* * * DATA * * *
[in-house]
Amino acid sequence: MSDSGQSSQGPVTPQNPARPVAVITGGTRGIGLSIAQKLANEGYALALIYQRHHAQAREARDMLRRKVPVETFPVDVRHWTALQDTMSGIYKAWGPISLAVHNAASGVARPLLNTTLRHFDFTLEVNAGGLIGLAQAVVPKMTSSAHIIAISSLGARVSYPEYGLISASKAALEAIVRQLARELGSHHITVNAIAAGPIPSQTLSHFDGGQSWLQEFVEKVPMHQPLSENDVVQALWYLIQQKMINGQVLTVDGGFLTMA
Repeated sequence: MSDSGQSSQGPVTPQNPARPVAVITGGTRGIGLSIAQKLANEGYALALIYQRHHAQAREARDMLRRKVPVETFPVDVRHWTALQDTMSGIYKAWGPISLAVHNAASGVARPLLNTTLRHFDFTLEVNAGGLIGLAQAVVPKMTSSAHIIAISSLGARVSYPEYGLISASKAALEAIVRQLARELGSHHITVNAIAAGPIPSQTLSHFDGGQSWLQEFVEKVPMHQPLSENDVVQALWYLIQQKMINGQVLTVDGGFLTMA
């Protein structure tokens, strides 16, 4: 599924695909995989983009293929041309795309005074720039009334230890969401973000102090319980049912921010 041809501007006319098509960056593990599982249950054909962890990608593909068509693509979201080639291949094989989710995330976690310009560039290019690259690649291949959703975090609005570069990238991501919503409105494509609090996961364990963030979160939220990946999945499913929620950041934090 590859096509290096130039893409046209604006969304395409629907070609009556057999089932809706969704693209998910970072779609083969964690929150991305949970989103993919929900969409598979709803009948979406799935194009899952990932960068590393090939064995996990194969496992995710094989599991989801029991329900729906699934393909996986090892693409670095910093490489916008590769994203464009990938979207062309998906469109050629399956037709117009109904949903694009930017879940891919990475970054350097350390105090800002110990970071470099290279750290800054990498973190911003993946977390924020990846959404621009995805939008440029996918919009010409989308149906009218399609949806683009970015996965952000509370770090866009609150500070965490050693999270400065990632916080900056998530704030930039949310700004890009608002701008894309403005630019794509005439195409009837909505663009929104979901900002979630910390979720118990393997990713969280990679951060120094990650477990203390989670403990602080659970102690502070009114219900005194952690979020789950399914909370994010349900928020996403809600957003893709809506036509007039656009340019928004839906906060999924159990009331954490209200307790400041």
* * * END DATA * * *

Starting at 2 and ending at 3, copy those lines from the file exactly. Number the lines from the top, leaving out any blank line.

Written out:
Amino acid sequence: MSDSGQSSQGPVTPQNPARPVAVITGGTRGIGLSIAQKLANEGYALALIYQRHHAQAREARDMLRRKVPVETFPVDVRHWTALQDTMSGIYKAWGPISLAVHNAASGVARPLLNTTLRHFDFTLEVNAGGLIGLAQAVVPKMTSSAHIIAISSLGARVSYPEYGLISASKAALEAIVRQLARELGSHHITVNAIAAGPIPSQTLSHFDGGQSWLQEFVEKVPMHQPLSENDVVQALWYLIQQKMINGQVLTVDGGFLTMA
Repeated sequence: MSDSGQSSQGPVTPQNPARPVAVITGGTRGIGLSIAQKLANEGYALALIYQRHHAQAREARDMLRRKVPVETFPVDVRHWTALQDTMSGIYKAWGPISLAVHNAASGVARPLLNTTLRHFDFTLEVNAGGLIGLAQAVVPKMTSSAHIIAISSLGARVSYPEYGLISASKAALEAIVRQLARELGSHHITVNAIAAGPIPSQTLSHFDGGQSWLQEFVEKVPMHQPLSENDVVQALWYLIQQKMINGQVLTVDGGFLTMA